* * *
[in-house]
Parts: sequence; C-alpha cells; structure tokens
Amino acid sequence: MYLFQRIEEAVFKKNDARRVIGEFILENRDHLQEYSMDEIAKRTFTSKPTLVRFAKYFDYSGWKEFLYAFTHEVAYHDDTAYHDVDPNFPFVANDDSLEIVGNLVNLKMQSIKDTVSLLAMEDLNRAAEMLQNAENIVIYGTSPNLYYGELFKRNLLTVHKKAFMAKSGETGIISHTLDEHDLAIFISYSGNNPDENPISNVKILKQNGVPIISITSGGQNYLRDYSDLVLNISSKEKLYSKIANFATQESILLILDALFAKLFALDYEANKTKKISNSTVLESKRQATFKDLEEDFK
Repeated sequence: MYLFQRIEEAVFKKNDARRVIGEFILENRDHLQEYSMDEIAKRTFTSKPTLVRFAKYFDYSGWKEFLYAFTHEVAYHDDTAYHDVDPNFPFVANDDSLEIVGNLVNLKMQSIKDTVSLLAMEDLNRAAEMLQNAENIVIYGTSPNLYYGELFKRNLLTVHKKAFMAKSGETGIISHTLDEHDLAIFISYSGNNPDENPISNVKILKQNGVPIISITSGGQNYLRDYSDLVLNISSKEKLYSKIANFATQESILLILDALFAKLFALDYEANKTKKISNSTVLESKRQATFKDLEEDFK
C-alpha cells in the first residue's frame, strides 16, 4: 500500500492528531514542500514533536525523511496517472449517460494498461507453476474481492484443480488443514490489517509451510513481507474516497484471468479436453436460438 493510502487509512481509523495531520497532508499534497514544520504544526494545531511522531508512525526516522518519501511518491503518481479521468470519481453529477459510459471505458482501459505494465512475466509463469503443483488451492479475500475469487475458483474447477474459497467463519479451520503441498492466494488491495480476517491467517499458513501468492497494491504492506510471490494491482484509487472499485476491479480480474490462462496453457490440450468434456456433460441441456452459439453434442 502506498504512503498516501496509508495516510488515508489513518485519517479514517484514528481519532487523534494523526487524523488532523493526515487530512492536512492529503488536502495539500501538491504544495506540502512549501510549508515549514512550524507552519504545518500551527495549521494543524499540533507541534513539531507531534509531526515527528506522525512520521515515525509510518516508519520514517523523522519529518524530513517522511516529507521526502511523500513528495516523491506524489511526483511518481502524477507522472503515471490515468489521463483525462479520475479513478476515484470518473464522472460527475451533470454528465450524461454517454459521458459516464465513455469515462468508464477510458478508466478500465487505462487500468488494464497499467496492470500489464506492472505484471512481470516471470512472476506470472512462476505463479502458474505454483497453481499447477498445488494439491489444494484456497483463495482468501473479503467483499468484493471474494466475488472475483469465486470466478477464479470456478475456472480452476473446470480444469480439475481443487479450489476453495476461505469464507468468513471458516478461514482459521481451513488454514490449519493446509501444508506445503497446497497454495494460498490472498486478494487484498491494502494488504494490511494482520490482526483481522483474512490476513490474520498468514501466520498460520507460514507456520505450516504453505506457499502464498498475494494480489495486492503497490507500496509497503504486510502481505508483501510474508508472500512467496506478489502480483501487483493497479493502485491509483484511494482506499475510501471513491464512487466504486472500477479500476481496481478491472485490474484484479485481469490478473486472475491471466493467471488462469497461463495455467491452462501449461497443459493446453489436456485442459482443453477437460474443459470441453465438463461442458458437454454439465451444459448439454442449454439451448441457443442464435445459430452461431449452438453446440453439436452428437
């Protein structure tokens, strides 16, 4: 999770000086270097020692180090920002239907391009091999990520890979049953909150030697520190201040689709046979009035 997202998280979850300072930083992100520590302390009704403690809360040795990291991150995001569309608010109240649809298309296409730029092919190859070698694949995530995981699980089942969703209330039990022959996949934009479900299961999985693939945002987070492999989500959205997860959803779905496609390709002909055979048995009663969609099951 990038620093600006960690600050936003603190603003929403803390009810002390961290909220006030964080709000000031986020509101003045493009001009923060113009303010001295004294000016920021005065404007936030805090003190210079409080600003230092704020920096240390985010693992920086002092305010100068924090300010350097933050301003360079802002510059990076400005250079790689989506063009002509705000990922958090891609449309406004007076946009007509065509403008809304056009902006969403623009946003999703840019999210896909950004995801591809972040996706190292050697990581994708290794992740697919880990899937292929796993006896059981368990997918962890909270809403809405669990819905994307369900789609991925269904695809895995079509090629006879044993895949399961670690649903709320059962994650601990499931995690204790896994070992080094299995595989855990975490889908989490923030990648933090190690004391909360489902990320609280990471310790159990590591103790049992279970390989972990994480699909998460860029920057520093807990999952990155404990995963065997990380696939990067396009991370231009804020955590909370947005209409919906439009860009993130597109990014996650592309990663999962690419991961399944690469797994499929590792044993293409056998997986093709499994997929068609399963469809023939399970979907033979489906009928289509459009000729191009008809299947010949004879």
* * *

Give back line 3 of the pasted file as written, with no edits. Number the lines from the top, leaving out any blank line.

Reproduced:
Amino acid sequence: MYLFQRIEEAVFKKNDARRVIGEFILENRDHLQEYSMDEIAKRTFTSKPTLVRFAKYFDYSGWKEFLYAFTHEVAYHDDTAYHDVDPNFPFVANDDSLEIVGNLVNLKMQSIKDTVSLLAMEDLNRAAEMLQNAENIVIYGTSPNLYYGELFKRNLLTVHKKAFMAKSGETGIISHTLDEHDLAIFISYSGNNPDENPISNVKILKQNGVPIISITSGGQNYLRDYSDLVLNISSKEKLYSKIANFATQESILLILDALFAKLFALDYEANKTKKISNSTVLESKRQATFKDLEEDFK